There has been a resurgence of talented and burgeoning centers that have entered the league and are performing at a high level. Embiid is one of them, and so too is DeMarcus Cousins, Karl-Anthony Towns, Nikola Jokic, Hassan Whiteside, Clint Capela, Rudy Gobert, DeAndre Jordan, Andre Drummond, Steven Adams, and Jahlil Okafor.

Adding the center position back might be a tough sell as having it doesn’t reduce eliminations from the roster. It’s much more free-flowing now, and there’s nothing keeping great centers off the All-Star team.

It would also be a little strange if center was added back but there wasn’t a point guard spot, too. ESPN’s Zach Lowe has suggested three categories for the roster in point guard, wing, and frontcourt. That idea is as good as adding the center position, perhaps moreso to many folks in the NBA.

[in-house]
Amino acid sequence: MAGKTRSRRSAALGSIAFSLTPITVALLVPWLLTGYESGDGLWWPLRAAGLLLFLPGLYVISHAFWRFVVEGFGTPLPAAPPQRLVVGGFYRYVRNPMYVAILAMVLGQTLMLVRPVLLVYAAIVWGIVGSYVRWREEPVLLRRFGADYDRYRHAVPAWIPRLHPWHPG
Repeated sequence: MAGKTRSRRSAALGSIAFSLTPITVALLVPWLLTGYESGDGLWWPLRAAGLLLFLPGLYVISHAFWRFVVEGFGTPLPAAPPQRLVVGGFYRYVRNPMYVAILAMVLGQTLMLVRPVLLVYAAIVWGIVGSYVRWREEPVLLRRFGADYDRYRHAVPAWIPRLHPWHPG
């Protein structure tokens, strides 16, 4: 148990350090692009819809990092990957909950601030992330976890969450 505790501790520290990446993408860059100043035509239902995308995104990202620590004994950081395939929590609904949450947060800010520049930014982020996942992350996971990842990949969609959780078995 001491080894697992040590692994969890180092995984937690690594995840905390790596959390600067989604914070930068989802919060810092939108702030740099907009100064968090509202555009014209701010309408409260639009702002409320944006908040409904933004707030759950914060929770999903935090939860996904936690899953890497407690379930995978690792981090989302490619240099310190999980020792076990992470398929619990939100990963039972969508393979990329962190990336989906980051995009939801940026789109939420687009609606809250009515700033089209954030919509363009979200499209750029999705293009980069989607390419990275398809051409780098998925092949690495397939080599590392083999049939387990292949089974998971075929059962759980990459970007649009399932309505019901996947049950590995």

I don’t think adding the center position will make a comeback any time soon. Meanwhile, we’re all just waiting to see if Embiid makes the All-Star reserves.

Magic’s Aaron Gordon skies for reverse alley-oop jam (VIDEO)

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Is Aaron Gordon a three or a four?

That’s a debate for another day. What we all know he can do is leap out of the building, and he showed off how that can be useful during a game Friday night — Jabari Parker actually defends this fairly well, Gordon can just go over the top of him and get it. With that, we get a highlight.

The Magic upset the Bucks 112-96, behind 20 from a resurgent Elfrid Payton. Parker had 25 for the Bucks.